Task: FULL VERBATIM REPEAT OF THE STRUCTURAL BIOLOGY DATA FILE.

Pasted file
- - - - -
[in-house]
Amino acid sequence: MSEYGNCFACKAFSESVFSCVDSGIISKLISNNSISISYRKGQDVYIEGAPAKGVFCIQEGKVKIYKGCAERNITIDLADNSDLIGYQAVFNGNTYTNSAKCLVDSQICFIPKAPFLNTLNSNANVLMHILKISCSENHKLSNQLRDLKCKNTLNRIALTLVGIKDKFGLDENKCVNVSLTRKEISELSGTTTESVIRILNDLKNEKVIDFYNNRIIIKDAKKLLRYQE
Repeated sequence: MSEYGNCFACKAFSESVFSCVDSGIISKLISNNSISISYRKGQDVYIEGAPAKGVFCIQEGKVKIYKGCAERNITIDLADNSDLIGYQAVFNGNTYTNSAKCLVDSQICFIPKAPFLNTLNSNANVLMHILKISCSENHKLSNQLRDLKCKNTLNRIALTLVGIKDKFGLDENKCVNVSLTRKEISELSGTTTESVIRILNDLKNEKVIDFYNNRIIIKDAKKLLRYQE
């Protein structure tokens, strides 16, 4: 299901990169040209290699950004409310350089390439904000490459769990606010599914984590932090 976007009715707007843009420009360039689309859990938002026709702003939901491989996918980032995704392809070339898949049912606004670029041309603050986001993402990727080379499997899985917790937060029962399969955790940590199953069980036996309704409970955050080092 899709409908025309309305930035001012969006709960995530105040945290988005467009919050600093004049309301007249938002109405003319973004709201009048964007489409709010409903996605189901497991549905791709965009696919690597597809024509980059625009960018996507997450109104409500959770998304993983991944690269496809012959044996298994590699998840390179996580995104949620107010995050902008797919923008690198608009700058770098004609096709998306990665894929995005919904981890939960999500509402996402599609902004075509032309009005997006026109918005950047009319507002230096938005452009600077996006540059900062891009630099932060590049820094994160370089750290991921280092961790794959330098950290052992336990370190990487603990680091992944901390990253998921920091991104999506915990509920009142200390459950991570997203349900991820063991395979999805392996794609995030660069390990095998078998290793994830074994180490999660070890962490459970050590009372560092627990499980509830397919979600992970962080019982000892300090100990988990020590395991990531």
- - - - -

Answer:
[in-house]
Amino acid sequence: MSEYGNCFACKAFSESVFSCVDSGIISKLISNNSISISYRKGQDVYIEGAPAKGVFCIQEGKVKIYKGCAERNITIDLADNSDLIGYQAVFNGNTYTNSAKCLVDSQICFIPKAPFLNTLNSNANVLMHILKISCSENHKLSNQLRDLKCKNTLNRIALTLVGIKDKFGLDENKCVNVSLTRKEISELSGTTTESVIRILNDLKNEKVIDFYNNRIIIKDAKKLLRYQE
Repeated sequence: MSEYGNCFACKAFSESVFSCVDSGIISKLISNNSISISYRKGQDVYIEGAPAKGVFCIQEGKVKIYKGCAERNITIDLADNSDLIGYQAVFNGNTYTNSAKCLVDSQICFIPKAPFLNTLNSNANVLMHILKISCSENHKLSNQLRDLKCKNTLNRIALTLVGIKDKFGLDENKCVNVSLTRKEISELSGTTTESVIRILNDLKNEKVIDFYNNRIIIKDAKKLLRYQE
């Protein structure tokens, strides 16, 4: 299901990169040209290699950004409310350089390439904000490459769990606010599914984590932090 976007009715707007843009420009360039689309859990938002026709702003939901491989996918980032995704392809070339898949049912606004670029041309603050986001993402990727080379499997899985917790937060029962399969955790940590199953069980036996309704409970955050080092 899709409908025309309305930035001012969006709960995530105040945290988005467009919050600093004049309301007249938002109405003319973004709201009048964007489409709010409903996605189901497991549905791709965009696919690597597809024509980059625009960018996507997450109104409500959770998304993983991944690269496809012959044996298994590699998840390179996580995104949620107010995050902008797919923008690198608009700058770098004609096709998306990665894929995005919904981890939960999500509402996402599609902004075509032309009005997006026109918005950047009319507002230096938005452009600077996006540059900062891009630099932060590049820094994160370089750290991921280092961790794959330098950290052992336990370190990487603990680091992944901390990253998921920091991104999506915990509920009142200390459950991570997203349900991820063991395979999805392996794609995030660069390990095998078998290793994830074994180490999660070890962490459970050590009372560092627990499980509830397919979600992970962080019982000892300090100990988990020590395991990531």